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22-12-2004
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faust's Avatar
 
Join Date: Jan 2004
Location: New York City
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Jacques Torres opens Chocolate Haven
Ok, any of you who visits New York, this place is a must. I recommend hot chocolate. And while you are there, wave at me - I'm across the street.

From NYTimes:

Quote:
December 22, 2004

All Chocolate, No Oompa-Loompas

By BRIAN CAZENEUVE

HE wheels were turning last week at Jacques Torres Chocolate Haven, where an employee was feverishly tossing too much powdered sugar into a rolling drum of macadamia nuts. In another time or place, he would have earned a four-star scolding, but not with Mr. Torres at his side.

"If you do it like that, it will puff out too much," Mr. Torres said, patting his puffed-out stomach and stumbling with a Charlie Chaplin gait. "See, just like me." Mr. Torres was not only relaxing a nervous employee; he was playing to his audience. Not 10 feet in front of him, noses pressed against the window that looks from the sidewalk right into Mr. Torres's workshop at 350 Hudson Street, at King Street, in SoHo. "People know we have fun here," he said. "They can watch to see what we do."

The Chocolate Haven is a 7,800-square-foot burst of imagination that is both an ode to the gastronomic craftsmanship that has made Mr. Torres celebrated as one of the world's premier chocolatiers and a nod to the whimsy that inspires him.

It is also one of the few places in the country that actually manufactures chocolate. Unlike in his five-year-old warehouse in Brooklyn, where he makes candy from chocolate, he goes one very risky step farther here: he is making the chocolate from cacao beans.

He longed for a spot in Manhattan, he said, mindful of not only attracting more people but also giving them something worth seeing. He had seen his customers squeezed into his tight 400-square-foot storefront in Brooklyn, straining to peer through open doors into the 5,000-square-foot factory, as if peeking into the magician's bag of tricks.

It has taken a while to get the magic in Manhattan just right. Mr. Torres found that expenses in his dream plan would have been nearly double his $1.5 million budget. The glass in the store cuts off at 11 feet in height, because Pierre Court, his designer, found that taller glass would need to be custom-made. The dream layout had included floor-to-ceiling glass.

"We anticipated there would be things we didn't anticipate," he said during a recent tour, when the factory was finally running.

Mr. Torres bought used machines from Italy, Mexico and Venezuela and purchased a refiner that was originally used to make lipstick.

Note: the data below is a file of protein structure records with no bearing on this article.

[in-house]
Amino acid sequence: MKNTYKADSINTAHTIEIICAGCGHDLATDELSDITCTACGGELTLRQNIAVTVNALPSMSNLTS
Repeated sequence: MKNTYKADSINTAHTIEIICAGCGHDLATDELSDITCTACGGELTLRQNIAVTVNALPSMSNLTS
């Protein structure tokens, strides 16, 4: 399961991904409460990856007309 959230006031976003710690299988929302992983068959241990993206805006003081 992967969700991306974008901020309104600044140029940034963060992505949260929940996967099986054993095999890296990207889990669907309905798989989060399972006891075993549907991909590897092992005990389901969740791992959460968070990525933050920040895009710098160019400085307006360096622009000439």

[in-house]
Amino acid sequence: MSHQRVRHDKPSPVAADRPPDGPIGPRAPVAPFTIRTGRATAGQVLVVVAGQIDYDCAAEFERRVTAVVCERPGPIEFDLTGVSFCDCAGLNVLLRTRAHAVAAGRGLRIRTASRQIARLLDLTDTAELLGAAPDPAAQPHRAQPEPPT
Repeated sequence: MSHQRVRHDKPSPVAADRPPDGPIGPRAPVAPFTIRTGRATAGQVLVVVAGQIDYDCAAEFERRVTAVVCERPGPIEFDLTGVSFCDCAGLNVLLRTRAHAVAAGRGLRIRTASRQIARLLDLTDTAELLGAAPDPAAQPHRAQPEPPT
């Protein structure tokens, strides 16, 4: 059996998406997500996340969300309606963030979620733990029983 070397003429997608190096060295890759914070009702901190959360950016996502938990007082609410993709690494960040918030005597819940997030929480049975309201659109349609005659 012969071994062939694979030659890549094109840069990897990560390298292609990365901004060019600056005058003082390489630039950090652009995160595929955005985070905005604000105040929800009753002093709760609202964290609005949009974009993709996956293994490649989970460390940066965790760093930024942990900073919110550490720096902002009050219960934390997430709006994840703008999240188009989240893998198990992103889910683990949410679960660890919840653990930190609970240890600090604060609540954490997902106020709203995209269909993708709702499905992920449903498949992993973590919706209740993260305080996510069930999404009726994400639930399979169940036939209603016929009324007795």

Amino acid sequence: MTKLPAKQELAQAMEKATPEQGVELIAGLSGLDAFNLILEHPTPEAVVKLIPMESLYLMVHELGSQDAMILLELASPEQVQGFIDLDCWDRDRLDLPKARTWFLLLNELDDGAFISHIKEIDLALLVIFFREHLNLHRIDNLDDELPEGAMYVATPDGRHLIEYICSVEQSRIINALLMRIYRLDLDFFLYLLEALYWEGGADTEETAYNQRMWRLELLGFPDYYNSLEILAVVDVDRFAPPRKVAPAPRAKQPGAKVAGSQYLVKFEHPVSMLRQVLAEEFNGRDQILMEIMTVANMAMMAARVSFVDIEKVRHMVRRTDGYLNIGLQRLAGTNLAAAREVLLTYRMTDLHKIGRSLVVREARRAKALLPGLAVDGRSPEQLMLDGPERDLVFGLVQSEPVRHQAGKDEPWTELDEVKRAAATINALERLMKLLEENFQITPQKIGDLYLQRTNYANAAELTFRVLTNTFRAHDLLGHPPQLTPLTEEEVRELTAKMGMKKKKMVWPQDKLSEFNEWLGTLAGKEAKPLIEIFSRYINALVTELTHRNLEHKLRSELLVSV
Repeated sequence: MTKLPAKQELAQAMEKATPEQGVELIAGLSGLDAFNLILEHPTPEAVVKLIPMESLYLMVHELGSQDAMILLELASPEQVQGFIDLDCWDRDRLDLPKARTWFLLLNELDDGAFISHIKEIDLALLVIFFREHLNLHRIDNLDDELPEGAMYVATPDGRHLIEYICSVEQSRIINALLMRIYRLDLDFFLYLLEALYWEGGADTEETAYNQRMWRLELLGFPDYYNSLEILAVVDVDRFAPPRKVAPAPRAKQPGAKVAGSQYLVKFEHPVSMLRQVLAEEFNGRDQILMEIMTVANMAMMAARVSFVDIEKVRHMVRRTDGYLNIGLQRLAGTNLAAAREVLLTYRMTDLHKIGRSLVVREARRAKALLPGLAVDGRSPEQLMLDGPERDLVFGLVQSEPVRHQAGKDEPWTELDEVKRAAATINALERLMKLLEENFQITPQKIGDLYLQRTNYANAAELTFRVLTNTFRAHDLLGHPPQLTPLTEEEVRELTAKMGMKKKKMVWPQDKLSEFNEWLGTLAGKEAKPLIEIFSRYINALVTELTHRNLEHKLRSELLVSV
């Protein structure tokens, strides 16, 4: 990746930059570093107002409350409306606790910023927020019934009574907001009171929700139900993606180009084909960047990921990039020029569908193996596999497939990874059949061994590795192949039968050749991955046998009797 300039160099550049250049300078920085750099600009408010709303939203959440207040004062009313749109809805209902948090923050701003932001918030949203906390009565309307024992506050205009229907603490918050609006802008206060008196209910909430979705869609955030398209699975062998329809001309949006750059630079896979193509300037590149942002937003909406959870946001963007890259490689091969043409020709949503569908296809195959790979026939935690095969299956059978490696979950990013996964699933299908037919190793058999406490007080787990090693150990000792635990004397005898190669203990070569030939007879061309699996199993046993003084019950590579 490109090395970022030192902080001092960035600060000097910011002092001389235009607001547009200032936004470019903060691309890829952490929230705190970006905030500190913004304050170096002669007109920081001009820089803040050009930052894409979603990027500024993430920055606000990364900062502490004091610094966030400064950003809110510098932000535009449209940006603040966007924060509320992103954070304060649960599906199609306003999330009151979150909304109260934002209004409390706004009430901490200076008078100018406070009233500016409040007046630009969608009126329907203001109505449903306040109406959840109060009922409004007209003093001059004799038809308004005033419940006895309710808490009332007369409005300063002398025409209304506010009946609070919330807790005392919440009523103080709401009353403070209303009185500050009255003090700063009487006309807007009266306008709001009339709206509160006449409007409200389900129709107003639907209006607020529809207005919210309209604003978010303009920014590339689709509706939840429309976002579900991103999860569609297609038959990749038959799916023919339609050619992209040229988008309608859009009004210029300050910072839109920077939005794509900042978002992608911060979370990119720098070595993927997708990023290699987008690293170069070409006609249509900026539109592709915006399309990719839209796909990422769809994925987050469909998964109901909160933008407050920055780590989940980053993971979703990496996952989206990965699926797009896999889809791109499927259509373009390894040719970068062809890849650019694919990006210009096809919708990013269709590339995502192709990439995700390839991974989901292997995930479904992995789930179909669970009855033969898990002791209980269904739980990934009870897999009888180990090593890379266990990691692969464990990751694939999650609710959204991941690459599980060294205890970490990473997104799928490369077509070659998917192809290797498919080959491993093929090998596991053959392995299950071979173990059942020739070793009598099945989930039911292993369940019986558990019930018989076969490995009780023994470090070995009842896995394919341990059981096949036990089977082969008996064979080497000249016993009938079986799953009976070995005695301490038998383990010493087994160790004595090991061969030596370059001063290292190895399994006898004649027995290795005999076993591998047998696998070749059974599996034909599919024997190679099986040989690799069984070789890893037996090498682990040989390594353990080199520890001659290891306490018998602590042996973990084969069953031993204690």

Because of fire codes, he had to hide his roaster behind a windowless, reinforced sheet rack. He left alone a slope at the entrance rather than pouring concrete to level it. Instead of hiding pipes behind new plaster, Mr. Torres left the ceiling as an exposed highway of ventilation arteries beautified only by rolling gold lining inspired by the chocolate conveyor belt in a memorable "I Love Lucy" episode. With no general contractor, Mr. Torres twice delayed an October opening until Nov. 9 with products from his Dumbo store. He did not begin manufacturing chocolate until earlier this month.

He said he would need to make 500 to 600 pounds of chocolate each day to cover his $25,000 in monthly expenses. So why is he doing this?

"It's like the carpenter who wants to know how the wood grows to appreciate his craft," said Mr. Torres, 45, who was born in Algiers and moved to a fishing village in Provence, where he might have followed his father into carpentry had he not witnessed a chain saw take three of his father's fingertips one day. "I want to appreciate my chocolate. A candymaker can use base chocolate. A chocolatier should make his own."

When envisioning Chocolate Haven, he told Mr. Court to eschew conventional shop-and-counter layouts, to release his fantasy. In turn Mr. Court designed the windowed interior shop in the oval shape of a cacao pod, with views of working machines in the outer factory from every vantage point. Above the bar, where the specialty is hot chocolate (either mild Classic or the fiendish Wicked, with Latin-inspired hints of cinnamon, clove and ancho and chipotle chilies), he placed a statue of Quetzalcoatl, the Aztec god of cacao.

The interior has five tables; one will soon be reserved for children and have, in Mr. Torres's words, "small rocking chairs fit for mini-butts." By February he hopes to have five computer screens for customers to learn the process of making chocolate as they watch the evolution live behind the windows.

"I wanted to see my profession and not just my product," said Mr. Torres, always giddy and caffeinated. "Everybody loves chocolate, but it's such a mystery to them. How does this magic happen?"

On this day Mr. Torres was making chocolate with the tangy beans from Ecuador and the nutty beans from Ivory Coast. He put them in the roaster for half an hour.

"So the potion starts now," he said. "Are you ready for the takeoff?"

The ventilation system tamed most of the aroma in the room, but the waft at the edge of the roaster's base was intoxicating, like being inside a giant cacao pod. In a part of the factory hidden from public view, Mr. Torres placed the beans on a cooling rack and then in a winnower that cracked them between steel rollers, removed the shells and spilled the nibs into bags. The nibs have an acquired tart and bitter taste, and Mr. Torres processed their particulars in his mouth, with every blink, nod and squint hinting at the beans' character. "I tell you, for chocolate Ecuador is a strong country," he said, sensing the sharpness of the beans.